Not only did the bankers earn a king’s ransom, the world continues to pay a heavy price for their innovation.
The other day, during the course of a presentation in Hyderabad about the turmoil in the global financial markets, one participant made a point about public sector and private banks: the former are bureaucratic, inward-looking but truthful; the latter more service-oriented, innovative, but you need to be careful about their marketing. The question was: which culture is “better” in the larger societal context?
There is no simple answer to that question. But the fact is that, with the mess in which the western banking system finds itself, there is a huge political backlash against the compensation structures of banks: these were justified, at least by the recipients, as just compensations for innovations and risk-taking. The latter, they claim, improve economic efficiency through better allocation of capital, and hence contribute to general societal good. The fact is that too many innovations are merely complexities aimed at hiding risks and making pricing less than transparent, and risks are taken at the cost of the share-holders, not the bankers themselves. No wonder, countries from Australia to Switzerland and even the US are either placing restrictions on bonuses, or are seriously debating the issue. Many senior bankers have decided to forego bonuses for the current year, and a few have even returned the money paid to them earlier. But, as a Financial Times editorial recently (November 29) argued: “Bankers’ bonuses must be regulated by more than guilt”.
Disproportionately high compensations in financial services is by no means a recent phenomenon. Keynes asked a long time back: “How long will it be necessary to pay City men so entirely out of proportion to what other servants of society commonly receive for performing social services not less useful or difficult?” The great man also said elsewhere something so relevant today: “Speculators … may do no harm as bubbles on a steady stream of enterprise. But the position is serious when enterprise becomes the bubble on a whirlpool of speculation”. But we need not go that far back for perspectives on the subject. In a highly prescient article in “Finance and Development” (September 2005, well before the current crisis) Raghuram Rajan argued that skewed incentives for investment managers may be adding to global financial risk. To quote, “The threat of ….extreme penalty, coupled with the limited upside from salaries that were not buoyed by stock or options compensation, combined to make (traditional) bankers extremely conservative.” He goes on to observe that “as traditional transactions become more liquid and amenable to being transacted in the market, banks are moving on to more illiquid transactions. Competition forces them to flirt continuously with the limits of illiquidity.” So true: as margins on vanilla transactions thinned, ever more complex derivatives had to be structured. To quote Dr Rajan again, “The kind of risks than can most easily be concealed, given the requirement of periodic reporting, are ‘tail’ risks — that is, risks that have a small probability of generating severe adverse consequences and offer generous compensation the rest of the time. (Another trait is) is to herd with other investment managers on investment choices, because herding provides insurance that the manager will not underperform his peers.”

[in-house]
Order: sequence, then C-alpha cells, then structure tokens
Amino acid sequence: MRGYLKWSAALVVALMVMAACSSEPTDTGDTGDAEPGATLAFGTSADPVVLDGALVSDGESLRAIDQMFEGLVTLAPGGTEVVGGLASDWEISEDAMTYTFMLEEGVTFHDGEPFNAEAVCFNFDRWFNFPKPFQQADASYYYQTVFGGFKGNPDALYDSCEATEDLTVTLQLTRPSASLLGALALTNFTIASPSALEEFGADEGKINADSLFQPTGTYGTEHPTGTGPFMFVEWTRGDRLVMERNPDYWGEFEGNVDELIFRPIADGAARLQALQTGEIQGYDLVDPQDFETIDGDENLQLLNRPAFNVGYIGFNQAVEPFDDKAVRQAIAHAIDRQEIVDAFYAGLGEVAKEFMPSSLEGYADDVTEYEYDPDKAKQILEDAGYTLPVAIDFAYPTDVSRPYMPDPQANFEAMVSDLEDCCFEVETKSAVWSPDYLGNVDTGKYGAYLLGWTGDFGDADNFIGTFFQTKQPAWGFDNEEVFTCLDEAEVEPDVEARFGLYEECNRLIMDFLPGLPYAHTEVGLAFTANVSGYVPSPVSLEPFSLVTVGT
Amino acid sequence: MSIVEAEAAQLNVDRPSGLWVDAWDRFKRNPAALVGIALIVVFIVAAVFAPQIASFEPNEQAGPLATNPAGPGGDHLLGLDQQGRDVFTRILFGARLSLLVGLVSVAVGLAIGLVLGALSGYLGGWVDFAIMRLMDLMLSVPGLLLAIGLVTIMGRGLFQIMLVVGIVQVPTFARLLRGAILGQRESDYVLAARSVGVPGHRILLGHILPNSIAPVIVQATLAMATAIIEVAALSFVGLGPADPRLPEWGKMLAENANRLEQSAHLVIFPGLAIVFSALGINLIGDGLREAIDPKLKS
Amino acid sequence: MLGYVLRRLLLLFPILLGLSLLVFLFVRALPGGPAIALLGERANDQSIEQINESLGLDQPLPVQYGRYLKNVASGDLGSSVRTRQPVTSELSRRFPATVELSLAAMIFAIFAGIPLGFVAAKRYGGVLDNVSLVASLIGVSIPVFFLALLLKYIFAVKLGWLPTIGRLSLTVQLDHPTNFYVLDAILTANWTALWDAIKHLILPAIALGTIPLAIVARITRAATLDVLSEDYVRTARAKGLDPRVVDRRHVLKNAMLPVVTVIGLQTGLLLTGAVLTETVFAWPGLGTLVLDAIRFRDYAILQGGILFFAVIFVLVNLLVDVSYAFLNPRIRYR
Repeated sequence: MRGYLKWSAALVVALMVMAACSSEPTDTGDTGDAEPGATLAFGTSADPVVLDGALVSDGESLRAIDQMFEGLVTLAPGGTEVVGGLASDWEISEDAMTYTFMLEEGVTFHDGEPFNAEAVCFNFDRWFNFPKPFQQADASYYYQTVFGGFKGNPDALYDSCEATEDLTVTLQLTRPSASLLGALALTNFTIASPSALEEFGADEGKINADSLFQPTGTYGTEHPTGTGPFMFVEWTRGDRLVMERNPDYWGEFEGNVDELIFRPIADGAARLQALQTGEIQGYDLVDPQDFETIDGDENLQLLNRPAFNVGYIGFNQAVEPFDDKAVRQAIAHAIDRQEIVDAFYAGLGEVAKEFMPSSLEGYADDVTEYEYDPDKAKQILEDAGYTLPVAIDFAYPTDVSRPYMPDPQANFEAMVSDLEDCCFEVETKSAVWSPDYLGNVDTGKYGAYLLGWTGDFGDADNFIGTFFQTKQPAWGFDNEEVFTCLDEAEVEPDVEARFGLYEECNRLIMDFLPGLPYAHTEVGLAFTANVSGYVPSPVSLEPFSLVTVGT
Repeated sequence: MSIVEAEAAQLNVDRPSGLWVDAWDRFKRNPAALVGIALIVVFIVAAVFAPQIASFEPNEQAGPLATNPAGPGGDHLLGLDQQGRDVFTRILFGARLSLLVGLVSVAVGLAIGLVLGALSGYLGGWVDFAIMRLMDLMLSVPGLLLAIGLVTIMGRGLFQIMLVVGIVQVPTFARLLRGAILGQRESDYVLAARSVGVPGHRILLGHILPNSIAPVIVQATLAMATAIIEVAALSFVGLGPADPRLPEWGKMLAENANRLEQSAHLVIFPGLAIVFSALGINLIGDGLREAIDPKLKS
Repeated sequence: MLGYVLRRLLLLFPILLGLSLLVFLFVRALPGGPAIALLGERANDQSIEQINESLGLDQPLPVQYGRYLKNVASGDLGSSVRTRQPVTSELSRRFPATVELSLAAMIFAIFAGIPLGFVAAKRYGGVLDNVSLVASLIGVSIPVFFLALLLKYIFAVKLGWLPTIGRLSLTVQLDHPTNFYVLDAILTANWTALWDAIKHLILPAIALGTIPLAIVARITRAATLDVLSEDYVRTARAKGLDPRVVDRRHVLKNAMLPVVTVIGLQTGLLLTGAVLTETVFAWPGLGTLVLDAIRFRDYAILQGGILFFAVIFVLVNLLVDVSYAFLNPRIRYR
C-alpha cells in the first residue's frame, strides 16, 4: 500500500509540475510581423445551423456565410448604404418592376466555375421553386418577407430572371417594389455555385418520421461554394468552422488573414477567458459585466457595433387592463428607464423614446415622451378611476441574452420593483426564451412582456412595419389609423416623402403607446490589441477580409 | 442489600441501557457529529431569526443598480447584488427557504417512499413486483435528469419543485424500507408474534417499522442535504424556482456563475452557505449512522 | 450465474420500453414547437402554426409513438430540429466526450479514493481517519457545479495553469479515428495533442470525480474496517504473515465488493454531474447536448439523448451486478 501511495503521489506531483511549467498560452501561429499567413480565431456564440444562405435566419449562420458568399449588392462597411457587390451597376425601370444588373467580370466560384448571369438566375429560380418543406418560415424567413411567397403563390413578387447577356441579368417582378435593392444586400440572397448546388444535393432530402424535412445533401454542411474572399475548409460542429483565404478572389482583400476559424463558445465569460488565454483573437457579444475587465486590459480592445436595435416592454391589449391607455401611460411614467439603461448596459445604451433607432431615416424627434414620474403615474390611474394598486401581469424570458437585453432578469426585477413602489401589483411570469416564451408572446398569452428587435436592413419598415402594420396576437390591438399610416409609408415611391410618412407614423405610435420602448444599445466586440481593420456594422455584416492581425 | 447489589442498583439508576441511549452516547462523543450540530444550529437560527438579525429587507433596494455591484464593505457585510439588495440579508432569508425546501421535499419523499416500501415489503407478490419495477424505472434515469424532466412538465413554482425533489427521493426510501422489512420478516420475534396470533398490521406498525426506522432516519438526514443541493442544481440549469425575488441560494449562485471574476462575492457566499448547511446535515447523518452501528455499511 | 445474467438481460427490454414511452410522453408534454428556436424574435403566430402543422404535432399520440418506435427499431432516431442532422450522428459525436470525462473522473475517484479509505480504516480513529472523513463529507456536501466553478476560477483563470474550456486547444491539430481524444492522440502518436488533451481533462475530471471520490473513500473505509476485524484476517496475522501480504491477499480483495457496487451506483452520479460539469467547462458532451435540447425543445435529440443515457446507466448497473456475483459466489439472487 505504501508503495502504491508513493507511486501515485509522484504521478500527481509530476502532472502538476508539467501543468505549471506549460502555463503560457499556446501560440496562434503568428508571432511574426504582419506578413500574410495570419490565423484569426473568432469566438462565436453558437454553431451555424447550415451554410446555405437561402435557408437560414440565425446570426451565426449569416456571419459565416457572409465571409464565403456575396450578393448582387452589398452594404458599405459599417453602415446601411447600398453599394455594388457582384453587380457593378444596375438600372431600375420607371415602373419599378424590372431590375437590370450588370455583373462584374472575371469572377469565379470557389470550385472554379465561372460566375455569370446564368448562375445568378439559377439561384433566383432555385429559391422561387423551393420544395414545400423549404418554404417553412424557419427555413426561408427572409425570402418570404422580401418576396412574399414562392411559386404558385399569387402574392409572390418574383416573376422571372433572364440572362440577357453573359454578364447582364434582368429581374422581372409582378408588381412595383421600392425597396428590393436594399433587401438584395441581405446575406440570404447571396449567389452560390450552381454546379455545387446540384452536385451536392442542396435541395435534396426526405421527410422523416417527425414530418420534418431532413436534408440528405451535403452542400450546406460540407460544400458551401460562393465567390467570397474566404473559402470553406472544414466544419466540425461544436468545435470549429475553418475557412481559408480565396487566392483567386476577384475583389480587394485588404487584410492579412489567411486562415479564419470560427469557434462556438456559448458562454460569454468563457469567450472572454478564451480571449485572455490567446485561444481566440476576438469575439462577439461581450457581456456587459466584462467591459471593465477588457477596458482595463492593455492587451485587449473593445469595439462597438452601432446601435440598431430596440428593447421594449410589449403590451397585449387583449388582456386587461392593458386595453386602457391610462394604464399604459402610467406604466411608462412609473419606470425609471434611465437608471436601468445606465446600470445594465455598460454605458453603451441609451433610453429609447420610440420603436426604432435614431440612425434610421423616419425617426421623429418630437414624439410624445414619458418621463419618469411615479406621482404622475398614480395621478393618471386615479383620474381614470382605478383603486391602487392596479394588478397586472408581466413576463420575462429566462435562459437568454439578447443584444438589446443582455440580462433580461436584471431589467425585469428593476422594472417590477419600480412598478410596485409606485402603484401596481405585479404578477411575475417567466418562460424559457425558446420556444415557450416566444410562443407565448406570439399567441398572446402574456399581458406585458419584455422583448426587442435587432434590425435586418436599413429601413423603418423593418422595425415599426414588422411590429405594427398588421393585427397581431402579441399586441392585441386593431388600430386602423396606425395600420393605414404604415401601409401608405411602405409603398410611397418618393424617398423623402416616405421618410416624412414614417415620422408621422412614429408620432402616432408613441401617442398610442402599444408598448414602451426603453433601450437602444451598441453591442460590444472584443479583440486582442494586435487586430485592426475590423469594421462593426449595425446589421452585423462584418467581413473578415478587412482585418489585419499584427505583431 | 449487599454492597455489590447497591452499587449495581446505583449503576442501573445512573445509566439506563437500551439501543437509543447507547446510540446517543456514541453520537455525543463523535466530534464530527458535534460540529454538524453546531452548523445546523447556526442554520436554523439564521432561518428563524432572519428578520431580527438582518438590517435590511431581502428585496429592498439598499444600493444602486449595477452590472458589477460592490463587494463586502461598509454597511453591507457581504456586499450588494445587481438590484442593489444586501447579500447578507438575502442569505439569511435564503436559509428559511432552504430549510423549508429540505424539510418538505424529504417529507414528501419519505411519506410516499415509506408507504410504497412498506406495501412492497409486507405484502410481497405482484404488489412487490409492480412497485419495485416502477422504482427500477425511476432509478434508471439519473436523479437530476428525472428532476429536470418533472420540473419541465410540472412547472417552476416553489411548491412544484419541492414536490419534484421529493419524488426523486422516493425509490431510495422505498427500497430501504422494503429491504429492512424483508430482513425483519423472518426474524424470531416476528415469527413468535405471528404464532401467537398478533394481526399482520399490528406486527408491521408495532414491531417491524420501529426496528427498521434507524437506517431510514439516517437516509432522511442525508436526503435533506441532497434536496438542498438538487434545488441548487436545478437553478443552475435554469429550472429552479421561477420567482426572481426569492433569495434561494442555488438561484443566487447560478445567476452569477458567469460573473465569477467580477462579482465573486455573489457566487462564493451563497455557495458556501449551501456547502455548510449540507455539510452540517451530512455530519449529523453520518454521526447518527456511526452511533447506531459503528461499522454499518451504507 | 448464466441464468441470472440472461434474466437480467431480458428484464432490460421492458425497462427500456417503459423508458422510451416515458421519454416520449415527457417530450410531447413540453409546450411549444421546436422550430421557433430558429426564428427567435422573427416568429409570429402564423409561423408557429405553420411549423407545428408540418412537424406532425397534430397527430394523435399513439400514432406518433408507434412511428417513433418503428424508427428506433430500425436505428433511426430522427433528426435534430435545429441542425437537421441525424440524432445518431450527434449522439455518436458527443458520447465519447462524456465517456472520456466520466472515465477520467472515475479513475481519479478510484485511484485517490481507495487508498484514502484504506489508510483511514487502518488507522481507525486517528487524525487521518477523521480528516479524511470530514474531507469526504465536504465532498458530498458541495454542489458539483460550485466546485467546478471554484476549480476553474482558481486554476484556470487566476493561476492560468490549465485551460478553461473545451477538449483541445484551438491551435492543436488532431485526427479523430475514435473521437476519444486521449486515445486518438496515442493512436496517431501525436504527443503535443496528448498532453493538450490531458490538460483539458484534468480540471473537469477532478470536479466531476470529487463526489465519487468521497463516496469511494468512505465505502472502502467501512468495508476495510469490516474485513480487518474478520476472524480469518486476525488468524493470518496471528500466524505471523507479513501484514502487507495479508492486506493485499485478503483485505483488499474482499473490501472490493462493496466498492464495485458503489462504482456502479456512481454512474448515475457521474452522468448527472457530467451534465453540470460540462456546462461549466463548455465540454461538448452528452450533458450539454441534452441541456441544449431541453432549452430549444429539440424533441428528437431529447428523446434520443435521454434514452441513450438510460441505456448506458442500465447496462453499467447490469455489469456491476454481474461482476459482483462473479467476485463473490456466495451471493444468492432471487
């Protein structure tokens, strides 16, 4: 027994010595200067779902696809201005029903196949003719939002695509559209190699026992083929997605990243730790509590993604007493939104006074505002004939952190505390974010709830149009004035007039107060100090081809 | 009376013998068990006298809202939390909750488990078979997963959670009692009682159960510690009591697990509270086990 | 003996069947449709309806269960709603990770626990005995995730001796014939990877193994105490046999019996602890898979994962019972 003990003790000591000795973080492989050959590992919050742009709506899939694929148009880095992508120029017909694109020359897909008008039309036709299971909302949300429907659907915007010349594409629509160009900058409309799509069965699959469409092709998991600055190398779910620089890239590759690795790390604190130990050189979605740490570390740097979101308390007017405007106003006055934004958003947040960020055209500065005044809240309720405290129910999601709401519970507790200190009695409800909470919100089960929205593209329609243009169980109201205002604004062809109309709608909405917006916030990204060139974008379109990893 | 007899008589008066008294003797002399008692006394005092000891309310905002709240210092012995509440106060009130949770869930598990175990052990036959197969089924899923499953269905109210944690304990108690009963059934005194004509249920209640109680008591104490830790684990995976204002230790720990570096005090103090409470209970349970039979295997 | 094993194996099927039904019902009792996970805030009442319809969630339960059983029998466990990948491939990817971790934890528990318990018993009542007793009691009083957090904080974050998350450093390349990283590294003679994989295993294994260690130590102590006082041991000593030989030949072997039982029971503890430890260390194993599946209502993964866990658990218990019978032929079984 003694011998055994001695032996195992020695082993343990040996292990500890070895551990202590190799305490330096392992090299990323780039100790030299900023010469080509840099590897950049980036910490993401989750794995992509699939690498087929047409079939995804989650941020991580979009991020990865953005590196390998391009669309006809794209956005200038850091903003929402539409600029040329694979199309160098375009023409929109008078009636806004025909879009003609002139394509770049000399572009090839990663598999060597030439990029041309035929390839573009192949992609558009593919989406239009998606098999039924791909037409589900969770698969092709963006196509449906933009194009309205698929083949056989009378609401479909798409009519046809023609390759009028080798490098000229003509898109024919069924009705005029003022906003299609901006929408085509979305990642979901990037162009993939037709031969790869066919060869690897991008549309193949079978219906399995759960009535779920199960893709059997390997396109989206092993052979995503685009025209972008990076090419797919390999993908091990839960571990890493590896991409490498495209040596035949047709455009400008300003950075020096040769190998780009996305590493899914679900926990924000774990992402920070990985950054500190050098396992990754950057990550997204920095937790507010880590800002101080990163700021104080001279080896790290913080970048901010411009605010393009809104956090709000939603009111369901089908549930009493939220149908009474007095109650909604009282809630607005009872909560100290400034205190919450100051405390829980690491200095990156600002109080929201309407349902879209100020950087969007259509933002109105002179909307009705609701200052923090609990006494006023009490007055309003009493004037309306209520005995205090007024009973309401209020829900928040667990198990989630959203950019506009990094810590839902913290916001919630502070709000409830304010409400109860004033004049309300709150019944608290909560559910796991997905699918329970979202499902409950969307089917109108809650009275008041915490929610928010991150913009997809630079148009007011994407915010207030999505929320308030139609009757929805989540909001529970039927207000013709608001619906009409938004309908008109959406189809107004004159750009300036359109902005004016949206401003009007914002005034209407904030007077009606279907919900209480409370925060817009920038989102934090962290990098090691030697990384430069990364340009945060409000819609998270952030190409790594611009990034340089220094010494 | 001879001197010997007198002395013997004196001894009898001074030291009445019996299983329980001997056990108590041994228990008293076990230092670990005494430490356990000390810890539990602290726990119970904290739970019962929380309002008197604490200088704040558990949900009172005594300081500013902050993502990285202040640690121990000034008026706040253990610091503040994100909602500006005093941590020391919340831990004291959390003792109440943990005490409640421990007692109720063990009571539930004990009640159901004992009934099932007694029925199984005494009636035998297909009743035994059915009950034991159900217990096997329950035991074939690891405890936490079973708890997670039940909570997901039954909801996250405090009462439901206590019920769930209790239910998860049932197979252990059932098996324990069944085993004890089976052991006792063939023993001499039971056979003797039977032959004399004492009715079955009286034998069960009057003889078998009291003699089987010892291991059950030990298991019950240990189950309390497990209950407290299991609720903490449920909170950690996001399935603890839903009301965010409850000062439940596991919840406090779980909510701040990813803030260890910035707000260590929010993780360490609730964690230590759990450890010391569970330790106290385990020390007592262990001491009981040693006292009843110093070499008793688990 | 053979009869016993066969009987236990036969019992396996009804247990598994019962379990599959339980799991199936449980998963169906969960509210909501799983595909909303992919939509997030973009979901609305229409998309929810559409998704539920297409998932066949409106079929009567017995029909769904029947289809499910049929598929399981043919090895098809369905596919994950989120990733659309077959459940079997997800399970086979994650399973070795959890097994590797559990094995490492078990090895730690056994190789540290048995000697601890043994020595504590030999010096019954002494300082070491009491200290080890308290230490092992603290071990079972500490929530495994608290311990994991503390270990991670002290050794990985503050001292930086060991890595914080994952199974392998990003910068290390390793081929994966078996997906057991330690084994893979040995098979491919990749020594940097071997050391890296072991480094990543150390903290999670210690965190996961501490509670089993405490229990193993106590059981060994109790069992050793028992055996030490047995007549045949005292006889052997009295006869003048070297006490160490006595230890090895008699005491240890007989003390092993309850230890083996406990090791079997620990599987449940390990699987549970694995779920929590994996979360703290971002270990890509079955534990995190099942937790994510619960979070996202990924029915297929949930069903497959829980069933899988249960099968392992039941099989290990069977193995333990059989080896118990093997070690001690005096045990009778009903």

The culture tempts the managers to take risks because, “First, there is typically less downside and more upside from generating investment returns, implying that these managers have the incentive to take more risk. Second, their performance relative to other peer managers matters, either because it’s directly embedded in their compensation, or because investors exit or enter funds on that basis. The knowledge that managers are being evaluated against others can induce superior performance, but also perverse behaviour of various kinds these developments are creating more financial–sector induced procyclicality than in the past. They may also create a greater (albeit still small) probability of a catastrophic meltdown.” How prophetic!
A recent book (Chain of Blame by Paul Muolo and Mathew Padilla) describes the sub-prime mortgage market in the US and how it developed in the last few years. According to the authors, the fast growth was driven by investment banks lending money to non-bank mortgage lenders to fund the mortgages, with the implicit assurance of buying them and securitising them. The business needed a chain of intermediaries from loan brokers who brought the business and earned up to 3 per cent commissions; the account executives responsible for growth of the business who earned bonuses; the “due diligence” performers; the lawyers and rating agencies; bond insurers; bond salesmen earning 1.25 per cent commissions, etc. “Innovations” for growth of the business included “stated income” loans (no proof of income needed); “teaser” interest rates for the first couple of years; salesmen dominating the poor compliance and credit assessment personnel; etc. This chain of middlemen did extremely well for a few years — the global economy is now paying for their excesses.